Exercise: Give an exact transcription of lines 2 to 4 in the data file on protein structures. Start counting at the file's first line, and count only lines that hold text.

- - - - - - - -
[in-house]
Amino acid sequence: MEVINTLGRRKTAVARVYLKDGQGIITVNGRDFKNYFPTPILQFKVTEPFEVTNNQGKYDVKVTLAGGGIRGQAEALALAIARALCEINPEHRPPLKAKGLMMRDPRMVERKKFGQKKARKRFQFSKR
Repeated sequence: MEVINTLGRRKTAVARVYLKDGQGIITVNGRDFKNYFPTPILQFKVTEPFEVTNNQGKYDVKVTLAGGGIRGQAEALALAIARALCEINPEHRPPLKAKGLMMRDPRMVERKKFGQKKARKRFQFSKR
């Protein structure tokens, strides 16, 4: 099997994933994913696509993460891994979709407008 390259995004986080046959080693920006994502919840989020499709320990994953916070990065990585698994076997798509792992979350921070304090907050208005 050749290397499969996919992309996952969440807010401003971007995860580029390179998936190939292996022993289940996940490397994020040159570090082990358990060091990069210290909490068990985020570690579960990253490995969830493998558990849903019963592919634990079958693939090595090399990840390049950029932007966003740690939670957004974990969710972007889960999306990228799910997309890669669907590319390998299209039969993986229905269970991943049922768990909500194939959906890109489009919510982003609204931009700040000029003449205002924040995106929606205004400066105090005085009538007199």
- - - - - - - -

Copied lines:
Amino acid sequence: MEVINTLGRRKTAVARVYLKDGQGIITVNGRDFKNYFPTPILQFKVTEPFEVTNNQGKYDVKVTLAGGGIRGQAEALALAIARALCEINPEHRPPLKAKGLMMRDPRMVERKKFGQKKARKRFQFSKR
Repeated sequence: MEVINTLGRRKTAVARVYLKDGQGIITVNGRDFKNYFPTPILQFKVTEPFEVTNNQGKYDVKVTLAGGGIRGQAEALALAIARALCEINPEHRPPLKAKGLMMRDPRMVERKKFGQKKARKRFQFSKR
């Protein structure tokens, strides 16, 4: 099997994933994913696509993460891994979709407008 390259995004986080046959080693920006994502919840989020499709320990994953916070990065990585698994076997798509792992979350921070304090907050208005 050749290397499969996919992309996952969440807010401003971007995860580029390179998936190939292996022993289940996940490397994020040159570090082990358990060091990069210290909490068990985020570690579960990253490995969830493998558990849903019963592919634990079958693939090595090399990840390049950029932007966003740690939670957004974990969710972007889960999306990228799910997309890669669907590319390998299209039969993986229905269970991943049922768990909500194939959906890109489009919510982003609204931009700040000029003449205002924040995106929606205004400066105090005085009538007199």